The Transformative Power of Technology: Celeste’s Changemaker Journey
Celeste is a young changemaker from a city within the province of Buenos Aires, Argentina.
At the age of 14, Celeste was diagnosed with leukemia. In an unexpected series of events, a condition that tends to burden young children became the starting point of her journey to creating change.
Her identity as a changemaker had a very unconventional start: in a hospital bedroom. During her time with leukemia, she began to document her experiences on a napkin-her experiences with chemotherapy, missing friends, and so on. Simultaneously, she began to upload videos onto social media. The first video she uploaded onto YouTube was a video that she never anticipated would garner a large audience: a video on how to tie a handkerchief around one’s head, particularly for those who had lost their hair due to cancer.
As young people expressed interest and engaged with her content, so she continued making videos. Like her collection of napkins, her videos documented the intricacies of her journey with leukemia—from teaching others about corticosteroids and transfusions to instructions on how to style short hair, following chemotherapy.
Shortly thereafter, she raised the idea of writing a book based on her collection of napkins. In doing so, her family expressed their support and provided assistance throughout the book writing process, particularly during the instances in which she struggled to remember the details of her experience.
Since writing her book, she has continued to grow her presence on social media. Like many of the youth in her generation, Instagram and TikTok are her most widely used apps, and although people have begun to equate the two with mindless scrolling and unproductivity, she uses these platforms for good. Although she has focused on her origin story in the past, she is a part of a growing community of content creators promoting more than just her experience with cancer. She looks to eradicate the negative outlook that people commonly develop in life, ranging from issues like body image to general wellbeing.
The community that she has been able to create through the use of social media has been great, but social media also has its shortcomings. She acknowledges that there is a lot of innovation happening in the digital age, but in that same token, social media has also become a platform for hate speech and negativity.
Celeste is candid in sharing that it’s normal for her to receive criticism for the work that she does. Despite the disdain or animosity expressed towards her, she is adamant about responding to hate with love and appreciation. In fact, her love and appreciation for others knows no bounds, and this is exemplified by her work on social media.
As it has become a crucial part of her life, creating content on various platforms requires a lot of upkeep—a lot of which has required her to constantly learn and think creatively about how to edit and develop material for new audiences. The engagement from these platforms allows her to connect directly with many people, many of whom are children and adults who have been diagnosed with cancer themselves. This is probably the most important aspect of her role on social media, particularly because her peers often tell her that she is their source of inspiration and admiration, but she reports that it’s actually the other way around—that she is inspired by them.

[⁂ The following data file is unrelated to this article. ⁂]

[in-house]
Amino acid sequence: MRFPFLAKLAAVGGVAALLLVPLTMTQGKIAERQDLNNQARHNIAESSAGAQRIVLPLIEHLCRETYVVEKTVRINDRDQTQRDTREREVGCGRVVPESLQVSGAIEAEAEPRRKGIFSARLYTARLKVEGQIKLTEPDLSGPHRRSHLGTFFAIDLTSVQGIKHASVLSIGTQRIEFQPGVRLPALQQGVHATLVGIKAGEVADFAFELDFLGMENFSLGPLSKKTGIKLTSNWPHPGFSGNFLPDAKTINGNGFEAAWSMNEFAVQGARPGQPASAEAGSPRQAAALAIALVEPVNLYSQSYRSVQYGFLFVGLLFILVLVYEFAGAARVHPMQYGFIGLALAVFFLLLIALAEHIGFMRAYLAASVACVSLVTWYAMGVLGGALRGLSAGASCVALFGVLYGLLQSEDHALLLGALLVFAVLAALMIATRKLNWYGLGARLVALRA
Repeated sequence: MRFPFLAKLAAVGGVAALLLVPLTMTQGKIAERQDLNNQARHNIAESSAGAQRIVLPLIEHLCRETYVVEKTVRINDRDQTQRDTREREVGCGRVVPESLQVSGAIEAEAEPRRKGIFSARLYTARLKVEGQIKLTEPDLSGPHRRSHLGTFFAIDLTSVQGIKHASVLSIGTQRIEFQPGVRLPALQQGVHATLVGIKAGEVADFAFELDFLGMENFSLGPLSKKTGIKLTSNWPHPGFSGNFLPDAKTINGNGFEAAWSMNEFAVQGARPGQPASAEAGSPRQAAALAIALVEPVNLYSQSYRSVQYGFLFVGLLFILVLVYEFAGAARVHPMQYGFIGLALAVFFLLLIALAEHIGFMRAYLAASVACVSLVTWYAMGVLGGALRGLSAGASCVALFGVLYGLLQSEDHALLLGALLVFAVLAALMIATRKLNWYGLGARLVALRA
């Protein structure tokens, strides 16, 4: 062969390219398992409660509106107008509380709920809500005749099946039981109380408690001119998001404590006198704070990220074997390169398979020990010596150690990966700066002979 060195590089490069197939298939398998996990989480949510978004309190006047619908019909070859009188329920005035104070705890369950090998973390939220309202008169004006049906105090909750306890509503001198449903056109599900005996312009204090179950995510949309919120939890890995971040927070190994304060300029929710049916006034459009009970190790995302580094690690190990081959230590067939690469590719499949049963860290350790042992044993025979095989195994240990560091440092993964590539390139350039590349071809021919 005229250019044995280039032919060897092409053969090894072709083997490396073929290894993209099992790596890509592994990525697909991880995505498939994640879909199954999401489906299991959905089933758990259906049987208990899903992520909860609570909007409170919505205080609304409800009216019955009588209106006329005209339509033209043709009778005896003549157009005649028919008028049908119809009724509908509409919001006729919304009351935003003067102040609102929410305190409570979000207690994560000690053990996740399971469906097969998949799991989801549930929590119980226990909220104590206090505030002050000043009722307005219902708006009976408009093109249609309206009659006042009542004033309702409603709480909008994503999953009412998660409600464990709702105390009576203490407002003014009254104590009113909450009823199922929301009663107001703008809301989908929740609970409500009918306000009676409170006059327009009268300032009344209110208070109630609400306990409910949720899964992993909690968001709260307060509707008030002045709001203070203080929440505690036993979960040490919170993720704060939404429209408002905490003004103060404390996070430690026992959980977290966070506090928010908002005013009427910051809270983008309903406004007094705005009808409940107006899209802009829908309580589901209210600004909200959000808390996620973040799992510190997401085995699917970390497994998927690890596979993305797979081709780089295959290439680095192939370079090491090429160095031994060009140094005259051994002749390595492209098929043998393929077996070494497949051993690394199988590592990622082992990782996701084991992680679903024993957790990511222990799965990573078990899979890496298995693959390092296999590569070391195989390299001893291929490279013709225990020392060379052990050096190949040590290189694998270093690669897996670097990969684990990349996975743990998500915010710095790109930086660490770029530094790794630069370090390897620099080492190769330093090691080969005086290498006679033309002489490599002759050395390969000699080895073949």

When asked to describe her generation, she describes it as revolutionary, fast-paced, and filled with changemakers. Because of technology and social media, her generation is in a unique position to learn quickly. She also feels that young people remain at the forefront of many issues, often well-aware of the problems plaguing those around them. Consequently, with knowledge at their fingertips, the ability to learn quickly makes them adaptable. For Celeste and others, there is less to unlearn, so her generation is more likely to embrace and promote positive change.
Her generation possesses all the skills necessary to become changemakers: people who, according to Celeste, “want to give something better, for others, without expecting anything in return.” A changemaker identifies a problem and proposes a solution. With changemaking, she feels that, “it doesn’t matter whether you are [afflicted] by the problem or not. [Rather], the desire is that the people who are [negatively] impacted by the problem can be better.”
For Celeste, her journey started with a less than favorable experience, but she remains hopeful of her future. With the book she has written, she hopes to have it translated into multiple languages so that it may be shared across the world. But she also hopes that one day, she may play the main character in a film that, like her book, details her experience with leukemia.
Celeste embodies the changemaker spirit, but her words about what characterizes a changemaker also remind us of our own unspoken capabilities. The start of our journeys must be rooted in empathy; we must be willing to be a part of the solution-making process for problems that might not even directly impact us.
This story was written by Hillary Alamene